Since adding a tank.chip to my Royal Enfield 500 Bullet, performance wise it is more responsive and most importantly the engine has much less vibration at speed, which can be an annoyance when riding a single cylinder retro machine. I don’t know what or how it does it, but wow it sure does. An excellent product.
Barry H, Lincolnshire

I have purchased a tank chip, it seemed a small price to gamble! I am pleasantly surprised. Touring Wales on my Street Triple R ABS my average mpg has gone from its usual 56-58 mpg (at touring speeds) to 64.4 mpg (readout from the dash). That gives me at least an extra 20 miles from my 3gallon tank. Many thanks for a product that really works.
Clive T-B, Essex

Here’s what I asked for:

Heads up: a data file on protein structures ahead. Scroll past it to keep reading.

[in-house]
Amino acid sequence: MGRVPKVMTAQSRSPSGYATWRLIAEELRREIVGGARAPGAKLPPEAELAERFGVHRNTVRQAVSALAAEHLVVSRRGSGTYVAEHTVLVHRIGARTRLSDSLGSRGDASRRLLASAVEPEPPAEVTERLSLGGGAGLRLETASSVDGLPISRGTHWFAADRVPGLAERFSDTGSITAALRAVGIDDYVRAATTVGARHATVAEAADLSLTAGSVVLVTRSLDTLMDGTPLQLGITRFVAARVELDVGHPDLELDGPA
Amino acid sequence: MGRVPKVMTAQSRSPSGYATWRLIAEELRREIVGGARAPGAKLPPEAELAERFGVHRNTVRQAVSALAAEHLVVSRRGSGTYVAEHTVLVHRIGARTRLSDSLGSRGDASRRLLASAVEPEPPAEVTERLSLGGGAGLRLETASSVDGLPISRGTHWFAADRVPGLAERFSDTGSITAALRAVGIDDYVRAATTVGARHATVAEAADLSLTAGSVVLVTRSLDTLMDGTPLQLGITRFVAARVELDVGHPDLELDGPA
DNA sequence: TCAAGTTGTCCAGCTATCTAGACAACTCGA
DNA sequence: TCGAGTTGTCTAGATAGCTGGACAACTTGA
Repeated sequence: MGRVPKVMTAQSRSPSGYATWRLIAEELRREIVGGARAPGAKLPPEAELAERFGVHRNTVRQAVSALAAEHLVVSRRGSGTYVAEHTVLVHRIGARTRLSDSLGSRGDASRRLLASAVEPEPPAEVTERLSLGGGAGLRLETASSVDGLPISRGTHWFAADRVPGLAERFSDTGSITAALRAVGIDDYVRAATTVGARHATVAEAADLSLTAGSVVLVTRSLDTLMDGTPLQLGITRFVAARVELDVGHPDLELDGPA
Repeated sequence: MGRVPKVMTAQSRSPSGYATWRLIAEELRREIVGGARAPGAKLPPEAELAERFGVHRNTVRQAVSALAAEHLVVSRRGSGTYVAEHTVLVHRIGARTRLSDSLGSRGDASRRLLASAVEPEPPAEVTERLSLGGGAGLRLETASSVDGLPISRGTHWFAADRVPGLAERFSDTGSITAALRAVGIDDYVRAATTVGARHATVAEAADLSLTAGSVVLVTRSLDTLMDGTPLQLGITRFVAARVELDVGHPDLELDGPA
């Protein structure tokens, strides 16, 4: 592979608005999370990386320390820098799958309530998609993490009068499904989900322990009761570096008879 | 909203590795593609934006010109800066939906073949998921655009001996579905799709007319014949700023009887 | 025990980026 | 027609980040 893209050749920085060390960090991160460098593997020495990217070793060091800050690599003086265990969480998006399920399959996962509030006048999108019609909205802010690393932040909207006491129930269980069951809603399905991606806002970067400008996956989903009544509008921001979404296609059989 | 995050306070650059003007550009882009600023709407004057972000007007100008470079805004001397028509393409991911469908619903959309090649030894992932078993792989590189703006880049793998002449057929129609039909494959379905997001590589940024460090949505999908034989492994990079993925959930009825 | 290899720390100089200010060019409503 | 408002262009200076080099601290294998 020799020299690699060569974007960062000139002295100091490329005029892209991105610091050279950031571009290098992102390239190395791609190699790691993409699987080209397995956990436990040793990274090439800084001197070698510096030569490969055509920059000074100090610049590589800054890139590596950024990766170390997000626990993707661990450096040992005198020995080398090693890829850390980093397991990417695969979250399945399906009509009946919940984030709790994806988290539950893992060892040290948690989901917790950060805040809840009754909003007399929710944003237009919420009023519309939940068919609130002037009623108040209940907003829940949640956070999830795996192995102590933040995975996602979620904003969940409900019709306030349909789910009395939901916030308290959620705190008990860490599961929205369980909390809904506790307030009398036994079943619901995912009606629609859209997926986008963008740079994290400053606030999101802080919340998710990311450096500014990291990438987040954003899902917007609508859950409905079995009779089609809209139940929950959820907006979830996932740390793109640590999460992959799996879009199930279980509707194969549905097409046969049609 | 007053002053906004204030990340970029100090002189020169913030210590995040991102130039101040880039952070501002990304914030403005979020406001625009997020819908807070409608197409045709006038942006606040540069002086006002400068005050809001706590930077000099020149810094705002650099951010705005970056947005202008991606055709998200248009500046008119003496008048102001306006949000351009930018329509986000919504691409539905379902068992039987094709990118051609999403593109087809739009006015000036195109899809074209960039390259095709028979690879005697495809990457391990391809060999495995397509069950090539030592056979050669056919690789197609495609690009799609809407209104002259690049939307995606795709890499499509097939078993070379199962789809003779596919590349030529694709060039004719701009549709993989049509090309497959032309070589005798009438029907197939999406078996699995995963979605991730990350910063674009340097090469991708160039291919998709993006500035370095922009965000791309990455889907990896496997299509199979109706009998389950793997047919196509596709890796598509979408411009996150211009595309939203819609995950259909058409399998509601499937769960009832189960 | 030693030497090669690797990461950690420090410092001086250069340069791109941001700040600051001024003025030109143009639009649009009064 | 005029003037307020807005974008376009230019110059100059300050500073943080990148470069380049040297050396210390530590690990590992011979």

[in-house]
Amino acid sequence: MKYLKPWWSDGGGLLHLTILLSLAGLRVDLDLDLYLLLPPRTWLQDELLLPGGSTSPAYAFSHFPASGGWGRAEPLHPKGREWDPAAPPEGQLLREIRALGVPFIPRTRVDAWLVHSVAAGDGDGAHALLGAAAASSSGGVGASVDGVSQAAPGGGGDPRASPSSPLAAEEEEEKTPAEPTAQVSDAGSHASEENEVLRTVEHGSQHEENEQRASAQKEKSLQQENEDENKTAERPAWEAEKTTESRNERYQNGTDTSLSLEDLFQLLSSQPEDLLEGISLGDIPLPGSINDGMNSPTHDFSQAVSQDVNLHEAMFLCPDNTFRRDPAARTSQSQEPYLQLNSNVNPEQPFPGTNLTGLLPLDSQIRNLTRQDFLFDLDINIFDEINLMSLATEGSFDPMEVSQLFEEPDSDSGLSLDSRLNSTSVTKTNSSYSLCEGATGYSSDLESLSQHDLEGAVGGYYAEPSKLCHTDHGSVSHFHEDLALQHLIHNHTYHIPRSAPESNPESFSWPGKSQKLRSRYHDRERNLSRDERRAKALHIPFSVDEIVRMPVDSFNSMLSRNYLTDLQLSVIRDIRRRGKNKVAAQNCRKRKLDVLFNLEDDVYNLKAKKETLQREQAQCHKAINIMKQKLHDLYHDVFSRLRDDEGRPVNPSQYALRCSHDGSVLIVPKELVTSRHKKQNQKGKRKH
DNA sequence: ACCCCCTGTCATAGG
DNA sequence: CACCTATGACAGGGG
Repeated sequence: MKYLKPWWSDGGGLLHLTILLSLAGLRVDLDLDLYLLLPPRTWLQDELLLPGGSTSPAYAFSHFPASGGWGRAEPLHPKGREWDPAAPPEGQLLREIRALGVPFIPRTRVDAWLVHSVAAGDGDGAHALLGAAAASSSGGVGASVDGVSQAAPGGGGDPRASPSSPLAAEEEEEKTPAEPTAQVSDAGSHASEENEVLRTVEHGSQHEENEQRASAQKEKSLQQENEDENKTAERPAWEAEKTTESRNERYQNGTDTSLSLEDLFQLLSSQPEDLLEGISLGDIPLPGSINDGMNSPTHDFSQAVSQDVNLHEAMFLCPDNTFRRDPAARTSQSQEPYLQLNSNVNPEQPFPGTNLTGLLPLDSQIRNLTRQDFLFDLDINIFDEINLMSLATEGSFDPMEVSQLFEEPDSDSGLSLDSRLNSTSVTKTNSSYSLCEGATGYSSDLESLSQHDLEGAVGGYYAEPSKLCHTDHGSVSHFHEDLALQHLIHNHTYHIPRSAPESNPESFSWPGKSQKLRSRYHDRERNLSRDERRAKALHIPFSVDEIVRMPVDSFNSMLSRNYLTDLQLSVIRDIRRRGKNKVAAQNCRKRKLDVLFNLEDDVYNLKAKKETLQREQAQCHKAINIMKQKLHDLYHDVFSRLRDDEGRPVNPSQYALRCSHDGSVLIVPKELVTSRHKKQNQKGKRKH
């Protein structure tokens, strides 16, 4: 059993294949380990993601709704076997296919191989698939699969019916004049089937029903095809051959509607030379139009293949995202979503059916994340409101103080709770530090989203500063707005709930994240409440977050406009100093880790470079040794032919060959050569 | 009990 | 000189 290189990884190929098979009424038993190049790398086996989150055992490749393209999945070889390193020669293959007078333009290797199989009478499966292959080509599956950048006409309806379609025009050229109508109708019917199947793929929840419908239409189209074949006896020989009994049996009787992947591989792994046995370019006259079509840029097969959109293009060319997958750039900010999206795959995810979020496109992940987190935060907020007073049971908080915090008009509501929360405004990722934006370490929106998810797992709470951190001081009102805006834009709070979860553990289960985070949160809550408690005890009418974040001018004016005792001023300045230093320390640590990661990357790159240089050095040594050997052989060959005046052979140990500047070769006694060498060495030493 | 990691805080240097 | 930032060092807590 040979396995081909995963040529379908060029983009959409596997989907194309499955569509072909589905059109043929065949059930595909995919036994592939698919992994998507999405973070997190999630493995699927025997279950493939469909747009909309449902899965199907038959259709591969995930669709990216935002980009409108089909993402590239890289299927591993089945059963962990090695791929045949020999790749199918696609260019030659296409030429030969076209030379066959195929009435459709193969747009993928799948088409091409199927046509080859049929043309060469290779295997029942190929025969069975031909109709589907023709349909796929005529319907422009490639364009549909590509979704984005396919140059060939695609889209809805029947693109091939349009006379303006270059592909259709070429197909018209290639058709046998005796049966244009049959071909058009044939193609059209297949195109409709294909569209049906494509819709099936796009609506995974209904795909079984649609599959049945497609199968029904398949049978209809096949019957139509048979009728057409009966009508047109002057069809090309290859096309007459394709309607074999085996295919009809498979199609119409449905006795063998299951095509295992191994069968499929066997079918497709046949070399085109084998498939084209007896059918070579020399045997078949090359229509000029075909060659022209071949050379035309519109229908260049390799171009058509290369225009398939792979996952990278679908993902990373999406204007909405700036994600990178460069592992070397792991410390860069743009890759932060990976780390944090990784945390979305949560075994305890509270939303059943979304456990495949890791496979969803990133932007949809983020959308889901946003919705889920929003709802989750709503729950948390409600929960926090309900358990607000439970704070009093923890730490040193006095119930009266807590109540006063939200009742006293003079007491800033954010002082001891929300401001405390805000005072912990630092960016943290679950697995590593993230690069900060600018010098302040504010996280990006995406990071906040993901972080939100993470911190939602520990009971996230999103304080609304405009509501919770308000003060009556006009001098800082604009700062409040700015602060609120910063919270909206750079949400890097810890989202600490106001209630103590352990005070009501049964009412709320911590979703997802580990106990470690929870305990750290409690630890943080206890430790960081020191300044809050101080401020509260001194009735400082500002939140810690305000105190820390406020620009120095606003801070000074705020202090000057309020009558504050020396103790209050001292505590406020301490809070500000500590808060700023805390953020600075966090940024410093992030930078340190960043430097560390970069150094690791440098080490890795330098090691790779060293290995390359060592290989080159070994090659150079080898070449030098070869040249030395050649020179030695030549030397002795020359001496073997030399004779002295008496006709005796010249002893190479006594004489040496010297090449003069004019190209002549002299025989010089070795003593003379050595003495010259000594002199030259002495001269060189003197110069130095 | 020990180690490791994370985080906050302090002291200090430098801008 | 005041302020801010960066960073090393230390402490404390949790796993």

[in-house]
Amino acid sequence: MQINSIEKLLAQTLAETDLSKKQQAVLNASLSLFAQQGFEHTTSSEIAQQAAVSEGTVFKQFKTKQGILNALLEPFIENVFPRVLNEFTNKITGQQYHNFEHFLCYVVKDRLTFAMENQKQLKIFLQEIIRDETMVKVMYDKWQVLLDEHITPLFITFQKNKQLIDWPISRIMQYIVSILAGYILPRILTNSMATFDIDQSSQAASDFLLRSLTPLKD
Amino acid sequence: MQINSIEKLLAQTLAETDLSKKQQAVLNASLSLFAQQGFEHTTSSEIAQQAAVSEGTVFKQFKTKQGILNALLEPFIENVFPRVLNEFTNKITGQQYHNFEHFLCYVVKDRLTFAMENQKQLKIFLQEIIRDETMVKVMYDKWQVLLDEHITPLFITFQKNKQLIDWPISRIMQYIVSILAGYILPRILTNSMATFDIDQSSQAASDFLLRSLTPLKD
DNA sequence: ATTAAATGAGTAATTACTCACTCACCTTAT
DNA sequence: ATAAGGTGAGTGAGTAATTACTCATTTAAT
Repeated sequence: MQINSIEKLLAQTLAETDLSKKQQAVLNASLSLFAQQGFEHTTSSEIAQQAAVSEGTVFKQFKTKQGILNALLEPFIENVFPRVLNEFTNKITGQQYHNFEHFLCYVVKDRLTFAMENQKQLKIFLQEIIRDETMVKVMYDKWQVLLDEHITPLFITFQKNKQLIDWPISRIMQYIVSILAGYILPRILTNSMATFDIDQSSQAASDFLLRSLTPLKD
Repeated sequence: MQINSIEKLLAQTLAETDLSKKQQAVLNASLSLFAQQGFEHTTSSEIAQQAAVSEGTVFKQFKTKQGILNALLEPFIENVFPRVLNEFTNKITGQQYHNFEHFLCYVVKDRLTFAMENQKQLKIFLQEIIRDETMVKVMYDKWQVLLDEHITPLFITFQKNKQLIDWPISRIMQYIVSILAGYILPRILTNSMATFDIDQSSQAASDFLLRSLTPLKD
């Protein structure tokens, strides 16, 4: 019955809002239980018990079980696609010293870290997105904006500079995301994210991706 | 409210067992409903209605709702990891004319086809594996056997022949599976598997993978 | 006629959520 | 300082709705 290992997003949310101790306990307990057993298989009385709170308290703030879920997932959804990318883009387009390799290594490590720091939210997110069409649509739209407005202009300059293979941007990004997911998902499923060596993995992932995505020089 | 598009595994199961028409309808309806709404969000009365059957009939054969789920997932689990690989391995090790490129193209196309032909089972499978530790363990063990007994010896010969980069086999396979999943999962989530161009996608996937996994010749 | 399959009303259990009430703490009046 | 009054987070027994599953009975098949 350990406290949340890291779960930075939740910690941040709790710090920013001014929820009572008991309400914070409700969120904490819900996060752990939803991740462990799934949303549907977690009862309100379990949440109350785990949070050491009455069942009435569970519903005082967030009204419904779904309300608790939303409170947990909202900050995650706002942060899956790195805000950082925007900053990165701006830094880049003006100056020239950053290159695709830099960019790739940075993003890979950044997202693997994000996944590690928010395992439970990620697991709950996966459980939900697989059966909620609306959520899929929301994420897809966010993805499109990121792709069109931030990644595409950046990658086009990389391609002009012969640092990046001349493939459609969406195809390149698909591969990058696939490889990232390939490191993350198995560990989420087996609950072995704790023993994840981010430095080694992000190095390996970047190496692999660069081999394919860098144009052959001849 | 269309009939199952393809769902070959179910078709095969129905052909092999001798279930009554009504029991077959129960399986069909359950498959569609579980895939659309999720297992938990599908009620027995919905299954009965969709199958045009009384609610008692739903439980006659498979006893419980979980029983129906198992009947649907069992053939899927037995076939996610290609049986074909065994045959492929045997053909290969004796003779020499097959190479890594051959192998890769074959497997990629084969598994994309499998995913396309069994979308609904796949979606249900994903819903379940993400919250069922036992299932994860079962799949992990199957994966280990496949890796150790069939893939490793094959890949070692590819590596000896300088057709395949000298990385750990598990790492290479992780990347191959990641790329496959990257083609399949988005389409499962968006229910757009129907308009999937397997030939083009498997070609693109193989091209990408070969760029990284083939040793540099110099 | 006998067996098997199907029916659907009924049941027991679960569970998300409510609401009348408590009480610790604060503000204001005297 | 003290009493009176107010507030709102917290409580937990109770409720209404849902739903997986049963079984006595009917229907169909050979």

I was after a more serious test, such as some dyno testing or third party test of the product. Maybe something by a magazine?

Here’s the response I got back. It is a bank holiday weekend here so I expected to wait a little while:

Fast Bikes were setting up a dyno test but not heard anything.
Quite a few bike dealers and tuners repeat buy so I guess they have tested.
We won’t send out our data just yet for a number of reasons but will put something on line in the coming months.

I’m happy to wait for the details and if they get sent to me I will amend this communication. I doubt that any serious testing of this device will give any information or evidence that it works. If it did, then all manufacturers would already fit it. I did see one thread that it may actually include some lead which used to be added to petrol in the olden days to help with combustion and reduce “pinking”. Then we knew that lead poisoned people and campaigners worked to get it removed from petrol.

This device is very similar to the fuel magnets my father gave me about 13 years ago and they secured my descent into skepticism and you can read about that in this communication from six years ago!